I was moved to my core and felt something akin to an electrical current going through my body as thousands upon thousands of people walked past me in their solidarity, and yet at the same time in quiet solitude. No one spoke of their ills, no one cried out their pain. They simply walked by in silence with such beautiful strength and determination in their faces, raw and real. They are strong, they survive, they persist, and they attribute their ability to face life to the intervention and guidance of the “Ecce Homo,” the Christ in his moment of suffering and pain. They can look him in the eye and he can look back at them, for he too once had prayed, “If possible, Father, take this cup away from me.” He and his devotees understand each other. This Christ, although enshrined in gold, precious jewels and flowers, does not deceive. Under all that pomp and regalia, his gaze is piercing and naked, and the scars of his crucifixion ordeal are there if you care to see them. And so his people come, they follow him, they meet him beyond the distraction of frills and sugar coated religion. They show this understanding by their demeanour as they walk on unwaveringly for those long hours, proud to stand together, embracing the messiness and chaos of life with the hope that they will have the strength to endure anything as long as the Miraculous Christ is with them.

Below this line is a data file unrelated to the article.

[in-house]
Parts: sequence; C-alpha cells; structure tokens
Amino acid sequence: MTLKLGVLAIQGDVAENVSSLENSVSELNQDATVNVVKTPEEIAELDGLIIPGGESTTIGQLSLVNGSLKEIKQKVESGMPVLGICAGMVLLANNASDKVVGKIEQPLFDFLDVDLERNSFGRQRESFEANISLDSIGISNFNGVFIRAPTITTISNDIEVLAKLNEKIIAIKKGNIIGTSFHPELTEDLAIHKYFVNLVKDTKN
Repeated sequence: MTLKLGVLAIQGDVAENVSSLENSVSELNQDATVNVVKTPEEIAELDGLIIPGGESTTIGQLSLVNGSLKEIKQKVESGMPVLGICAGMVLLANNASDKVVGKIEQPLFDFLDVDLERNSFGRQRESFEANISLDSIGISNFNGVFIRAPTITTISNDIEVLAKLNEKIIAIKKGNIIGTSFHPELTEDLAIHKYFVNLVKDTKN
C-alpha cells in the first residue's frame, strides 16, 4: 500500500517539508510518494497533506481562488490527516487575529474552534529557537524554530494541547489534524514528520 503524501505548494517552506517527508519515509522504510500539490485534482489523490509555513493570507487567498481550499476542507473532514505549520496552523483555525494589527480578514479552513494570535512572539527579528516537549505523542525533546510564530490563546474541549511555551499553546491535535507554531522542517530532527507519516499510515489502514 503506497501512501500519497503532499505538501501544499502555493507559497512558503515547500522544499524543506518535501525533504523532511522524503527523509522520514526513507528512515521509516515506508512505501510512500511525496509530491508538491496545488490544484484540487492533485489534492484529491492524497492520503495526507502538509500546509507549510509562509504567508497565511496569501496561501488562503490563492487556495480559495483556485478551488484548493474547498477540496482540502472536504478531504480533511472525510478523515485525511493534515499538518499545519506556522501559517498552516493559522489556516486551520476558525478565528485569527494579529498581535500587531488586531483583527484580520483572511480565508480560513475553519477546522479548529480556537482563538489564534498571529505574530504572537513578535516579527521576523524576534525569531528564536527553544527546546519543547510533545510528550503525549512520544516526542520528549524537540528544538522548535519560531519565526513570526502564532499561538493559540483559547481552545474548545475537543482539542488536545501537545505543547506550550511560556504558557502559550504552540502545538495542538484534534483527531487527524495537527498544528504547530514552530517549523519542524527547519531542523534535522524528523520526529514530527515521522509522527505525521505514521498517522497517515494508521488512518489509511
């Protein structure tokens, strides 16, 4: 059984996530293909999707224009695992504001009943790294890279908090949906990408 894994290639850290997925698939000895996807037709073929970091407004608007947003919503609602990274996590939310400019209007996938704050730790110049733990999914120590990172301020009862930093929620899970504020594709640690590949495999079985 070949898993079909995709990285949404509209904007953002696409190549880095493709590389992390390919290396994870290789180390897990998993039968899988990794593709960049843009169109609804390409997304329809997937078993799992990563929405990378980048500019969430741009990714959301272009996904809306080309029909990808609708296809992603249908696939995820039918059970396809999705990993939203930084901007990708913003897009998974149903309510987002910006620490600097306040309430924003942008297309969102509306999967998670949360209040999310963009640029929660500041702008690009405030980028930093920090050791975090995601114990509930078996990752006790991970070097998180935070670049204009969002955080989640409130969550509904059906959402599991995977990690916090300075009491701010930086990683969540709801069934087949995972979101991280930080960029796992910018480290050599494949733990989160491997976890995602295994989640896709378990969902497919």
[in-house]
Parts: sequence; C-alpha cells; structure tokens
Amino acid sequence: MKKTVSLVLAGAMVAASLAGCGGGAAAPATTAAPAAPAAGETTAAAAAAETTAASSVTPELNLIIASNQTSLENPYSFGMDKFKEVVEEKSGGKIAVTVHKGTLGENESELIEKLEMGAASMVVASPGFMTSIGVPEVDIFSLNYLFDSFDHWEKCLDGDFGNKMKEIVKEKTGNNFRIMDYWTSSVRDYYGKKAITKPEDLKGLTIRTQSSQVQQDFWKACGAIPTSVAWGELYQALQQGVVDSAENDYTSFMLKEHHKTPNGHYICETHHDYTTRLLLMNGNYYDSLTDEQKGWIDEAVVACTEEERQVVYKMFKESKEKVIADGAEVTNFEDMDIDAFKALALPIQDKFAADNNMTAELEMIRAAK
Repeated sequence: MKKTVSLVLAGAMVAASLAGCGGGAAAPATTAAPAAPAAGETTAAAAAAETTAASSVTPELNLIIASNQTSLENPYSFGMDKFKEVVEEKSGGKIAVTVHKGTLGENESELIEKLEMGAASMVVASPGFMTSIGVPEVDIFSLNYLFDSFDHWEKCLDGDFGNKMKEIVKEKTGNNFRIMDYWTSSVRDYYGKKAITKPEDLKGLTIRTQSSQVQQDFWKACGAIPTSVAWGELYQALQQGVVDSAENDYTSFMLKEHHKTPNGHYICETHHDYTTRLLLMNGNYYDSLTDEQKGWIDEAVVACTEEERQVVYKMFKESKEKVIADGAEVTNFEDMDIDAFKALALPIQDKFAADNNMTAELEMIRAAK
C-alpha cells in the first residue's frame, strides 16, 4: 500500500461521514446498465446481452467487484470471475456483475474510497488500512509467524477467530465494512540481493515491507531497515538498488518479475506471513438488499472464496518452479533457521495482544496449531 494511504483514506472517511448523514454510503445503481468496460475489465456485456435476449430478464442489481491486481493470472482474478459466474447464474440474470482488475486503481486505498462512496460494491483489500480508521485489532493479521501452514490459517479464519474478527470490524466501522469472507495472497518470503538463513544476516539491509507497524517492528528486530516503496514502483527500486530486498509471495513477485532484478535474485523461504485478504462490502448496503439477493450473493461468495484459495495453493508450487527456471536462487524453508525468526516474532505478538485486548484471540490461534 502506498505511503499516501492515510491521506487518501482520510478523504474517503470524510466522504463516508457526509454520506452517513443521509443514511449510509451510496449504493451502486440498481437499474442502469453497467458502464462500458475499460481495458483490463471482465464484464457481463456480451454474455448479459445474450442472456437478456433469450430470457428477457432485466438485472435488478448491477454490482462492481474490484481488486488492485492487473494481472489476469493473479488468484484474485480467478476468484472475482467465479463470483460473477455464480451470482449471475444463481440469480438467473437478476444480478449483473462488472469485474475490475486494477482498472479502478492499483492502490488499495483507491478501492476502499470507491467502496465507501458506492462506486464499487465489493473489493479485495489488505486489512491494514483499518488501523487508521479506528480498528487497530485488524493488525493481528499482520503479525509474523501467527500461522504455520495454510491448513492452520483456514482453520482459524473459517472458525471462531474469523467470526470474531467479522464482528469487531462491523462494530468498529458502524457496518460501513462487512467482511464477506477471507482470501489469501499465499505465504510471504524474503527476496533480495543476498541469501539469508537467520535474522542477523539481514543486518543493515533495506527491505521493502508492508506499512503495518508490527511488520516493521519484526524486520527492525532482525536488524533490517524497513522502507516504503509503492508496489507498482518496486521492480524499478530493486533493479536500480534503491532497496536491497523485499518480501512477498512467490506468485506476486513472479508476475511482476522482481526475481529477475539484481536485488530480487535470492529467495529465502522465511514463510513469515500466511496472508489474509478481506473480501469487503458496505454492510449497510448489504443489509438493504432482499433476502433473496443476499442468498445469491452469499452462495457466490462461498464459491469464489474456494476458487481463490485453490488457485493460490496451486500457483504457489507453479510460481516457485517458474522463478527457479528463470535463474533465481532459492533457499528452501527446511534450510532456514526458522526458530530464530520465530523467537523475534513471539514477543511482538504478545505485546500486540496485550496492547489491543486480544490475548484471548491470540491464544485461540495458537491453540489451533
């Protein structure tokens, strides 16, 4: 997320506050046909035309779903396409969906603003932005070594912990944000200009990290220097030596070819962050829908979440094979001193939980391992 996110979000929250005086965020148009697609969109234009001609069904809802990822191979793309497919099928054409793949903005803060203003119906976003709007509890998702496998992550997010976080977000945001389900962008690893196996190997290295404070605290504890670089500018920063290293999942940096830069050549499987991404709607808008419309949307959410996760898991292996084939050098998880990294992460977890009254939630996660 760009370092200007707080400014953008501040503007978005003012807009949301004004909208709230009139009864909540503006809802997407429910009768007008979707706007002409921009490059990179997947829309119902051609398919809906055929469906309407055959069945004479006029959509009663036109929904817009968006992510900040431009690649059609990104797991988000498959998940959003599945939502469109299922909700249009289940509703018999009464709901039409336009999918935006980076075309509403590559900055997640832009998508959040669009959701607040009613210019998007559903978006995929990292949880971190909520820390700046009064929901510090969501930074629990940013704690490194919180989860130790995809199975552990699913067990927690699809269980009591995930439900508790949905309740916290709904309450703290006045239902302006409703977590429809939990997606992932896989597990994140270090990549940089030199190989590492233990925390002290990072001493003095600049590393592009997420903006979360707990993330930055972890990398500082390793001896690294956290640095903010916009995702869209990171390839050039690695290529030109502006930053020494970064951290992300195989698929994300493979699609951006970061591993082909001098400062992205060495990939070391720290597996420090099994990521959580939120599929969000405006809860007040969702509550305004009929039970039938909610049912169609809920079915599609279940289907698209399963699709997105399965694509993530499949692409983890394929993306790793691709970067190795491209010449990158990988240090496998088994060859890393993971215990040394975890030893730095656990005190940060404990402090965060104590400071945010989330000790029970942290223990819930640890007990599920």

It took more than fifteen minutes for this multitude to walk past, and I forgot about the existence of the flower carpets until after the last row of the faithful went by — and then, as the final part of the procession continued with more filarmónica brass bands and dignitaries, I could see that the flower carpets had been completely dispersed, crushed and pulverized into a chaotic impressionist painting of colour, worthy of a Monet. I understood this wondrous transformation, trampled by faith, as a deep symbol of their lives as they created a new kind of flower carpet with their feet, one that shows humanity in its brokenness and confusion — and yet, and yet… There was such beauty and movement in this disorder of scattered, shredded petals and leaves mixed together with the sawdust, redesigned by a living faith.
It was not the sight of the Christ’s image that moved me this time, but rather the sight of these pilgrims with their strong silent embodied testimonials of faith. Whether you are a believer or not is irrelevant. What matters is the miracle that human beings can find meaning and hope and courage and faith in something inexplicably bigger than themselves. The Senhor Santo Cristo of the Miracles graces the Azorean identity, especially of those from the island of São Miguel, where since 1700 it has been the soul of the islanders; and this tradition has been brought to the North American communities where Azoreans immigrated. You can find Senhor Santo Cristo dos Milagres in Toronto and Montreal, and in Fall River, Massachusetts, among many other places in the diaspora. It’s a symbol of deep religious faith irrevocably intertwined with cultural identity that has remained strong in the homeland and equally strong in the communities of immigrants.
As much as the face of the Christ has moved me since childhood, it will always be the image of the faces of faith I witnessed that will stay with me forever, long after the flowers are gone.